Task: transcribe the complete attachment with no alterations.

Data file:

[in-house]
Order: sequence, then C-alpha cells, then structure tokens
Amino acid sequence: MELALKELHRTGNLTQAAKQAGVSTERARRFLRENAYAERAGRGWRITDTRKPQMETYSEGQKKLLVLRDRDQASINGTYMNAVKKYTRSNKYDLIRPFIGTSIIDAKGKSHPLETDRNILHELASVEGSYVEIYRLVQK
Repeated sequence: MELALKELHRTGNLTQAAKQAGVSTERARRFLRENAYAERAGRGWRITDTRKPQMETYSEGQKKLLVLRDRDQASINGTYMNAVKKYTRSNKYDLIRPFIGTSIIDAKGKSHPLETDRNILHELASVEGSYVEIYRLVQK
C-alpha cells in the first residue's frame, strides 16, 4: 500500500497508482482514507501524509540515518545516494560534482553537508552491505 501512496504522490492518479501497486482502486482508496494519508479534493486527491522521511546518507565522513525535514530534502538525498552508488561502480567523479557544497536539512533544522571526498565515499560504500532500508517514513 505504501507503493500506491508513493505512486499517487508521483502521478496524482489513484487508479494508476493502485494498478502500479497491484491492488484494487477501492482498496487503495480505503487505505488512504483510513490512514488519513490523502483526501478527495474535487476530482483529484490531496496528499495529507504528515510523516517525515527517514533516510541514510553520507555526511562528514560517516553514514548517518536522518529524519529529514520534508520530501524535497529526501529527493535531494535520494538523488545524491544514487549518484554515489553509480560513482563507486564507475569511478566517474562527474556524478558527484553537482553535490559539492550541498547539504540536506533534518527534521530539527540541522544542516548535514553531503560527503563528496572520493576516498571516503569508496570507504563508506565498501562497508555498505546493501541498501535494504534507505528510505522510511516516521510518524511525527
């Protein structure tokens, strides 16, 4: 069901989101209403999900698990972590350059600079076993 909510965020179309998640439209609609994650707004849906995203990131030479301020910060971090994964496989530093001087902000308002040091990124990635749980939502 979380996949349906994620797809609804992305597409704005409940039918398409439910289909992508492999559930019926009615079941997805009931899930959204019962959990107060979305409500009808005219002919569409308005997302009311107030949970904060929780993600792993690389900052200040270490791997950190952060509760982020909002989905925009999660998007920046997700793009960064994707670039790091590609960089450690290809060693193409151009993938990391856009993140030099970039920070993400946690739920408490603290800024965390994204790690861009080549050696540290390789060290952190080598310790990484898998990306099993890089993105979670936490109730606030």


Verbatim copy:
[in-house]
Order: sequence, then C-alpha cells, then structure tokens
Amino acid sequence: MELALKELHRTGNLTQAAKQAGVSTERARRFLRENAYAERAGRGWRITDTRKPQMETYSEGQKKLLVLRDRDQASINGTYMNAVKKYTRSNKYDLIRPFIGTSIIDAKGKSHPLETDRNILHELASVEGSYVEIYRLVQK
Repeated sequence: MELALKELHRTGNLTQAAKQAGVSTERARRFLRENAYAERAGRGWRITDTRKPQMETYSEGQKKLLVLRDRDQASINGTYMNAVKKYTRSNKYDLIRPFIGTSIIDAKGKSHPLETDRNILHELASVEGSYVEIYRLVQK
C-alpha cells in the first residue's frame, strides 16, 4: 500500500497508482482514507501524509540515518545516494560534482553537508552491505 501512496504522490492518479501497486482502486482508496494519508479534493486527491522521511546518507565522513525535514530534502538525498552508488561502480567523479557544497536539512533544522571526498565515499560504500532500508517514513 505504501507503493500506491508513493505512486499517487508521483502521478496524482489513484487508479494508476493502485494498478502500479497491484491492488484494487477501492482498496487503495480505503487505505488512504483510513490512514488519513490523502483526501478527495474535487476530482483529484490531496496528499495529507504528515510523516517525515527517514533516510541514510553520507555526511562528514560517516553514514548517518536522518529524519529529514520534508520530501524535497529526501529527493535531494535520494538523488545524491544514487549518484554515489553509480560513482563507486564507475569511478566517474562527474556524478558527484553537482553535490559539492550541498547539504540536506533534518527534521530539527540541522544542516548535514553531503560527503563528496572520493576516498571516503569508496570507504563508506565498501562497508555498505546493501541498501535494504534507505528510505522510511516516521510518524511525527
């Protein structure tokens, strides 16, 4: 069901989101209403999900698990972590350059600079076993 909510965020179309998640439209609609994650707004849906995203990131030479301020910060971090994964496989530093001087902000308002040091990124990635749980939502 979380996949349906994620797809609804992305597409704005409940039918398409439910289909992508492999559930019926009615079941997805009931899930959204019962959990107060979305409500009808005219002919569409308005997302009311107030949970904060929780993600792993690389900052200040270490791997950190952060509760982020909002989905925009999660998007920046997700793009960064994707670039790091590609960089450690290809060693193409151009993938990391856009993140030099970039920070993400946690739920408490603290800024965390994204790690861009080549050696540290390789060290952190080598310790990484898998990306099993890089993105979670936490109730606030």